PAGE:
Technology has undeniably revolutionized education, but this advancement must be critically examined. Not every subject benefits from laptops and PowerPoints — and clearly, the clicker system has substantial flaws that enable its abuse. Blue books and chalkboards still have a place.
Before you call us luddites, we’ll acknowledge technology has its benefits. Submitting a paper on Canvas is more convenient than sprinting across campus to slip a hard copy under a professor’s door. We’re not about to give up our laptops and Google Docs for typewriters. But look around during your next class. You will likely see more screens open to Facebook and BuzzFeed than to Word. We are adults, and we must be held accountable for our actions. But effectively removing oneself from class discussion through these actions affects the rest of the class. When nearly no one can answer a professor’s questions, it lowers the quality of the class for everyone. We are at Dartmouth to get a high-quality education, and first and foremost we must dedicate ourselves to academics.
Students need to be mentally and physically present in the classroom for it to be a meaningful educational experience. However, we believe that having a defined attendance policy — say, when simply showing up accounts for 15 percent of your grade — does not foster this kind of experience. First, attendance policies are often easy to circumvent, as seen in the case of “Sports, Ethics and Religion.” If a professor does a vocal roll call, friends can say that the student in question stepped out of the room for just a moment. If a professor hands a sheet around, students can easily sign in for a friend.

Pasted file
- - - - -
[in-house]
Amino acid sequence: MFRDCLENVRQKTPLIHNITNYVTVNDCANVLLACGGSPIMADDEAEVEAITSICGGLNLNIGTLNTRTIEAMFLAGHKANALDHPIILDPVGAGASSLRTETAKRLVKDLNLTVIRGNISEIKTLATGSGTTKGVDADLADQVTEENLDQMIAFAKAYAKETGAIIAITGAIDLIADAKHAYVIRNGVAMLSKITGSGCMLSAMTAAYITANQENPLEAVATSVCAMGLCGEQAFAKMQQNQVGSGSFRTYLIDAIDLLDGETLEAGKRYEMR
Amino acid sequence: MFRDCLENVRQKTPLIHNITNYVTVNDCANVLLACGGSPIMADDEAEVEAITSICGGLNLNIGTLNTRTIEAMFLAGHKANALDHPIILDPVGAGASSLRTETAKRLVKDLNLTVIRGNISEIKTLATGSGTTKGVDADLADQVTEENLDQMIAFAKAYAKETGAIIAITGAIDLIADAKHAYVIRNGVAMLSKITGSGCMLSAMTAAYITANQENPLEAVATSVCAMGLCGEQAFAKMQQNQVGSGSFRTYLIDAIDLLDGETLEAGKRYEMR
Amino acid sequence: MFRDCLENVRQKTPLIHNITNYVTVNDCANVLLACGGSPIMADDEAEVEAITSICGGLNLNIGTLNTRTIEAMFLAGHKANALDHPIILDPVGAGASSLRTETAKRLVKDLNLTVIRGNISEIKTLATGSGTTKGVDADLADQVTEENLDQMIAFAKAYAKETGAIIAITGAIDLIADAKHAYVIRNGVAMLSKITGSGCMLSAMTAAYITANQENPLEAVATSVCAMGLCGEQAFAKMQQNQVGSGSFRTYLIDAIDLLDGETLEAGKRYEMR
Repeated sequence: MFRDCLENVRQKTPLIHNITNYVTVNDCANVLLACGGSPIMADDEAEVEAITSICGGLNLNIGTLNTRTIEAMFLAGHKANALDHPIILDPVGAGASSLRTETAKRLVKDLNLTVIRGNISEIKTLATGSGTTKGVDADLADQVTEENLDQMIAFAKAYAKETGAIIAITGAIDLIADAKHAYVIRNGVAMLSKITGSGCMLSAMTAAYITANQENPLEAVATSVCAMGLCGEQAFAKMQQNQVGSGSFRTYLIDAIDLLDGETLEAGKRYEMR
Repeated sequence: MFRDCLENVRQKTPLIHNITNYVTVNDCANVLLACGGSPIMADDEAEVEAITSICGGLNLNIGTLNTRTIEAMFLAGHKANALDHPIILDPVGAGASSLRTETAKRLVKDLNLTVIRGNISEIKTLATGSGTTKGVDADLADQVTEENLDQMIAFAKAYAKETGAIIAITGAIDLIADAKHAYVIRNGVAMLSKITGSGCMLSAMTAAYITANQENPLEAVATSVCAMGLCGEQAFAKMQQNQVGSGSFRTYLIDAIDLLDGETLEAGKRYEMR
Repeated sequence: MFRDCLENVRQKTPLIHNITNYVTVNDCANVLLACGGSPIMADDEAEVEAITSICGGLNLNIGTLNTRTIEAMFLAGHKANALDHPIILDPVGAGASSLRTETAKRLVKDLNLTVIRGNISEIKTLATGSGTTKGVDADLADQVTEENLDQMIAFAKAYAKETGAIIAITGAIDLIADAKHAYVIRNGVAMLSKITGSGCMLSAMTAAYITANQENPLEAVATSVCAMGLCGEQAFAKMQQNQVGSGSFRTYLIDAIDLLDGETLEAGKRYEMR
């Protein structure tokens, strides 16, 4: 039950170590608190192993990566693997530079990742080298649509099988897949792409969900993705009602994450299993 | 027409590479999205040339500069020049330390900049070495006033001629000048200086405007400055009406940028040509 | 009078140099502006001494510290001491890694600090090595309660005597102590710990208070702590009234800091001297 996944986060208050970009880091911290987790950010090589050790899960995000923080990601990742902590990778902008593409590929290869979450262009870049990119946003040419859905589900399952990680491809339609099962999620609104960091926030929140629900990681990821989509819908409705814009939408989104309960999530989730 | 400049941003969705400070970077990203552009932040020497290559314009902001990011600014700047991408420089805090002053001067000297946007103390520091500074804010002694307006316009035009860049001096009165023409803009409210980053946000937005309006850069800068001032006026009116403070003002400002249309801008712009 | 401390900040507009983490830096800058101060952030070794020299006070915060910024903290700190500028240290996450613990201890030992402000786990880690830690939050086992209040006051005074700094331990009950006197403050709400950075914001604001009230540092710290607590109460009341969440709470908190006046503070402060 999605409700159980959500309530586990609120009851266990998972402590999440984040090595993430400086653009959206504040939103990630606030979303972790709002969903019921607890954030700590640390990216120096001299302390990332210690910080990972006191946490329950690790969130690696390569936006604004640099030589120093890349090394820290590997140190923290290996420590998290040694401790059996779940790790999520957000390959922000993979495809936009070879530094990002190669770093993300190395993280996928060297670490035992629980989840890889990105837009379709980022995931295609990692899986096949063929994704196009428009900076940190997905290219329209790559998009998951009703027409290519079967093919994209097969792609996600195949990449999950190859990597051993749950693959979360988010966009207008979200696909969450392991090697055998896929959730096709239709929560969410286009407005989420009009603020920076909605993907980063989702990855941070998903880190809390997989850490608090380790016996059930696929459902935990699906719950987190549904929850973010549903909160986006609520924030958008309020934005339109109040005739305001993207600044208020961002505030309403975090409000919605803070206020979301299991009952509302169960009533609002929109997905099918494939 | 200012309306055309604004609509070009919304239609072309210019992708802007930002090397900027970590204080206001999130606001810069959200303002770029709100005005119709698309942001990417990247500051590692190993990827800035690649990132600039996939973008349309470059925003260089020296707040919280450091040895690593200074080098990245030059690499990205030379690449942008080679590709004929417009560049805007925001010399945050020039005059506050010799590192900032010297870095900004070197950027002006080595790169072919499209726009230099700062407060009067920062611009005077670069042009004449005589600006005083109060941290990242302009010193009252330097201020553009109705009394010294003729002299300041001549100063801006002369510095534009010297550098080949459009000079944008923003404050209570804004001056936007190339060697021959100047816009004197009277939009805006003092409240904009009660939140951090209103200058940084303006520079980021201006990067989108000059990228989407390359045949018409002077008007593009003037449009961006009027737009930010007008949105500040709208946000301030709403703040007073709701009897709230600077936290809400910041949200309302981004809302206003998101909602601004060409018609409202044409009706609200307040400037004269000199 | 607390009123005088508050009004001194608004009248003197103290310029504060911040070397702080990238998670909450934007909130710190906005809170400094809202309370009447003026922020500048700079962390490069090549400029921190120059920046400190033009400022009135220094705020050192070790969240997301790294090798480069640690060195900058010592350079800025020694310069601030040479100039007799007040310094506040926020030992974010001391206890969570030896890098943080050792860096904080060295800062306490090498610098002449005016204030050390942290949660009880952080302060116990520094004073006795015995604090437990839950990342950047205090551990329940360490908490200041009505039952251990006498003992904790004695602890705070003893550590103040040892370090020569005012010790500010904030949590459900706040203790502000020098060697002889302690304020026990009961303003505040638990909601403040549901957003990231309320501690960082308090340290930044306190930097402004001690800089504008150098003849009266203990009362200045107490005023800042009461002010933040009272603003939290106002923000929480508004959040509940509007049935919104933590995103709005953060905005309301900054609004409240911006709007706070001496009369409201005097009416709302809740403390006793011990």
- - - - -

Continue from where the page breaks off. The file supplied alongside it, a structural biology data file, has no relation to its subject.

More importantly, students should not be rewarded for merely showing up — they should be rewarded for participating. With attendance points, a student sitting in the back row on Facebook gets the same credit as a student actively engaged in class. Professors should instead incentivize — but not mandate — attendance through class discussions that are crucial for performing well on tests or papers. At a liberal arts institution like Dartmouth, students should not be able to rely on PowerPoint notes or class readings alone. Though participation points can be difficult to dole out in large classes, quick paper pop quizzes offer one method. And in smaller classes, professors can and should set aside part of a student’s grade for participation.
There’s a deeper problem at play here. A pervasive “layup” culture encourages and incentivizes cheating, cheapening our educational experience. With all of the other endeavors to focus on — extracurriculars, athletic teams, Greek life — it is too easy to put class on the backburner, and it shouldn’t be. We hear about professors who are easy, and take their classes so we can scrape by. When we don’t care about the class, or expect to get a high grade from it without doing the legwork, cheating seems both trivial and often expected. The bigger the class, the easier it is to justify each incident. Lenient professors who enable this kind of behavior and logic perpetuate the cycle.
Dartmouth has long been renowned for its undergraduate teaching. We cannot allow the “layup” culture to diminish this. Though technology can be an effective tool, it often compounds this culture’s negative effects by enabling either dishonesty or intellectual laziness. Nobody is perfect, and we have all been caught between a rock and a hard place during a class. We’ve all opted for an easier class over a harder one. We have all wasted at least one lecture clicking away on the website of our choice. Everyone is complicit, so each of us must individually fight the “layup” culture that is endemic to our campus. However, professors must assist in this effort as well by changing the structure of classes to incentivize participation without mandating attendance and by reducing the ineffective use of technology where needed.